(Updates with revised GDP forecast, new analyst comment)
* Retail sales fall 0.2 percent in March
* Core retail sales increase 0.5 percent
* Consumer prices fall 0.3 percent; up 2.4 pct year-on-year
* Core CPI drops 0.1 percent; up 2.0 percent year-on-year
By Lucia Mutikani
WASHINGTON, April 14 U.S. retail sales fell for
a second straight month in March and consumer prices dropped for
the first time in just over a year, underscoring the magnitude
of the loss of economic growth momentum in the first quarter.
But with the labor market near full employment, Friday's
weak reports failed to change views that the Federal Reserve
will raise interest rates again in June. Economists expect a
rebound in both retail sales and monthly inflation.
"For the Fed, the underlying momentum is more important in
terms of policy decisions, and that looks to be strong,
supported by a tightening labor market, rising incomes and high
consumer confidence," said Gregory Daco, head of U.S.
macroeconomics at Oxford Economics in New York.
The Commerce Department said retail sales dropped 0.2
percent last month after a 0.3 percent decrease in February,
which was the first and biggest decline in nearly a year.
Compared to March last year retail sales increased 5.2 percent.
Economists had forecast retail sales slipping 0.1 percent.
Excluding automobiles, gasoline, building materials and food
services, retail sales rebounded 0.5 percent last month after
falling 0.2 percent in February.
These so-called core retail sales correspond most closely
with the consumer spending component of gross domestic product.
Despite last month's rebound in core retail sales, consumer
spending likely braked sharply in the first quarter after
growing at a brisk 3.5 percent annualized rate in the final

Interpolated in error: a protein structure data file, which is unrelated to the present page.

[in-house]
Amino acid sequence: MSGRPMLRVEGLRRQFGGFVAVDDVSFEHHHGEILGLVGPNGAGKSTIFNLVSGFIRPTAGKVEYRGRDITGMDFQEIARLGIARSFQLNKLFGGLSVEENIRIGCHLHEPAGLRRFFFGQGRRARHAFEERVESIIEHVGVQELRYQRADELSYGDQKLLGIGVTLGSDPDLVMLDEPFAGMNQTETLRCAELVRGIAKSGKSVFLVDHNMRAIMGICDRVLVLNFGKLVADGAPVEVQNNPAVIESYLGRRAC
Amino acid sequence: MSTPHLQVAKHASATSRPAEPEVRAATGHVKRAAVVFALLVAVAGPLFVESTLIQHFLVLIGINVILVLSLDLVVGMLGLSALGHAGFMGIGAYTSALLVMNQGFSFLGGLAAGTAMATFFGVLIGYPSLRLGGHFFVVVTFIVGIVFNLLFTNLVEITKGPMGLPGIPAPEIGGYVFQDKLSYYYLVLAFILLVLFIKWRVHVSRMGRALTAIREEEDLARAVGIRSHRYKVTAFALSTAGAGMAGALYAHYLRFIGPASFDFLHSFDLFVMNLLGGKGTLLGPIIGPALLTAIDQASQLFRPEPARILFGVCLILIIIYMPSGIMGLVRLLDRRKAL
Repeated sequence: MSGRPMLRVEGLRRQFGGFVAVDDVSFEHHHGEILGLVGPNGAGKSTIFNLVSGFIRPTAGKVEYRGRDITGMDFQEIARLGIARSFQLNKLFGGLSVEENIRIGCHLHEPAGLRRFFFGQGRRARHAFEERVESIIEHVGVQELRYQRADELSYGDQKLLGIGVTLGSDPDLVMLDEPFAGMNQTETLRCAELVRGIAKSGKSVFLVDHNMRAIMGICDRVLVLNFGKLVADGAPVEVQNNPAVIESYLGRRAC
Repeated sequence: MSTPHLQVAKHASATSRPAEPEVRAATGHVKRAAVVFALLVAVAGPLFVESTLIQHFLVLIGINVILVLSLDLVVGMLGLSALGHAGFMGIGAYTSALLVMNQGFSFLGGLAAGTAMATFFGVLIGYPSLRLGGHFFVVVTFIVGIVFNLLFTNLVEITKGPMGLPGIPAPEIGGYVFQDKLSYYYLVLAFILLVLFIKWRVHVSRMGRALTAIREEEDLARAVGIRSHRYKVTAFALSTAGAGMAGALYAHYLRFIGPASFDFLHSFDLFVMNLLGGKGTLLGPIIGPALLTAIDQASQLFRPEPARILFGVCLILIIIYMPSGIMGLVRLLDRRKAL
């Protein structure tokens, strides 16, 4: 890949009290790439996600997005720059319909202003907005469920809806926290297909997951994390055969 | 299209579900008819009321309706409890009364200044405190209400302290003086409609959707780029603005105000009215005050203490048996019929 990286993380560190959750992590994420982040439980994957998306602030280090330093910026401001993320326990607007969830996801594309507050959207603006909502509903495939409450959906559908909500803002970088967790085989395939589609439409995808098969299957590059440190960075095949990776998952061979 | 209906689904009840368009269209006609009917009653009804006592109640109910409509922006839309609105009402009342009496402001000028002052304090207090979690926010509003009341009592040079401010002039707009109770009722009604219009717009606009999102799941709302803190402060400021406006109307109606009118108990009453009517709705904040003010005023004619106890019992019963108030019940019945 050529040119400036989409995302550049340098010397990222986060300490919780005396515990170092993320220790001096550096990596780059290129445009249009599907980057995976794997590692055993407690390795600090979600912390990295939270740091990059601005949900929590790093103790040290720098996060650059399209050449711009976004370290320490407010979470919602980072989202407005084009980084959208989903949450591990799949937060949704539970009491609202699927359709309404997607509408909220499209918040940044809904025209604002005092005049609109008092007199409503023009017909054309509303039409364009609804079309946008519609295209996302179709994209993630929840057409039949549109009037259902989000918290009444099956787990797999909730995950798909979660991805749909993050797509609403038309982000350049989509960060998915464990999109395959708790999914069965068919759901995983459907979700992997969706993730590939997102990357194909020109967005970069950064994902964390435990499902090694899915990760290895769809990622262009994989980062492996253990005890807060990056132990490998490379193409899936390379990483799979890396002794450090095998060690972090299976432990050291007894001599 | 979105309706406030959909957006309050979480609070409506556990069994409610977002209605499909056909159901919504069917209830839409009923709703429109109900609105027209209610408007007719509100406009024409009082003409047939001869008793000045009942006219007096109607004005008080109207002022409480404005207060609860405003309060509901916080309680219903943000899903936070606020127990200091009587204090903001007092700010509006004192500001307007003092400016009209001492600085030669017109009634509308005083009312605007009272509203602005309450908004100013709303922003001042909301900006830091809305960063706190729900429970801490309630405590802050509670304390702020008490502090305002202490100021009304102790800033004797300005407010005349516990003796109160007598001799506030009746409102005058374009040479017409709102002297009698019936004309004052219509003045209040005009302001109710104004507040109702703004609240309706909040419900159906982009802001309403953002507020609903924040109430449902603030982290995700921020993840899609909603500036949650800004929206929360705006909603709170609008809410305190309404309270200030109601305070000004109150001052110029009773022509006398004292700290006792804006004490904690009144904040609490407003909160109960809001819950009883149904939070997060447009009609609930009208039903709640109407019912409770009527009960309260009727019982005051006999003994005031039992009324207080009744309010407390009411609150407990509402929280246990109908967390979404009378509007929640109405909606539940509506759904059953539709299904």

three months of 2016. The apparent slowdown in consumption is
partly blamed on the late disbursement of income tax refunds by
the government as it sought to combat fraud.
The Atlanta Fed lowered its first-quarter GDP estimate by
one-tenth of a percentage point to a 0.5 percent rate, which
would be the weakest performance in three years. The economy
grew at a 2.1 percent pace in the fourth quarter.
With job growth averaging 178,000 per month in the first
quarter, the anticipated slowdown in GDP likely understates the
health of the economy. First-quarter GDP tends to be weaker
because of calculation problems that the government has
acknowledged and is working to resolve.
Retail sales last month were undercut by a 1.2 percent
tumble in receipts at auto dealerships. It was the third
straight monthly drop in auto sales. Lower gasoline prices also
undermined retail through a 1.0 percent drop in receipts at
POCKETS OF STRENGTH
A 1.5 percent plunge in sales at building material stores
was also a drag. But electronics and appliances store sales
recorded their biggest rise since June 2015.
Receipts at clothing stores increased by the most in a year,
despite declining mall traffic and increased competition from
online retailers, led by Amazon.com.
Retailers like J.C. Penney Co Inc, Abercrombie &
Fitch and Macy's Inc are scaling back on
U.S. financial markets were closed for the Good Friday
In a separate report, the Labor Department said its Consumer
Price Index dropped 0.3 percent in March, the first decline in
13 months and biggest decrease since January 2015 amid falling
prices for gasoline and mobile phone services, which offset
rising rents and food costs.
The CPI nudged up 0.1 percent in February. In the 12 months
through March, the CPI rose 2.4 percent, slowing from February's
2.7 percent increase.
The so-called core CPI, which strips out food and energy
costs, fell 0.1 percent, the first and biggest drop since
January 2010, after rising 0.2 percent in February. The
year-on-year increase in the core CPI slowed to 2.0 percent, the
smallest advance since November 2015, from 2.2 percent in
"We don't think this is enough to cause the Fed to swerve
from their stated desire to continue gradually increasing the
funds rate, though it may embolden the doves' rhetoric," said
Michael Feroli, an economist at JPMorgan in New York
The Fed has a 2 percent inflation target and tracks an
inflation measure which is at 1.8 percent. The U.S. central bank
lifted its overnight interest rate by a quarter of a percentage
point in March and has forecast two more hikes this year.
A 6.2 percent drop in gasoline prices was the biggest factor
in the monthly decline in the CPI, which was also weighed down
by a record 7.0 percent plunge in the cost of wireless telephone
(Reporting by Lucia Mutikani; Editing by Andrea Ricci)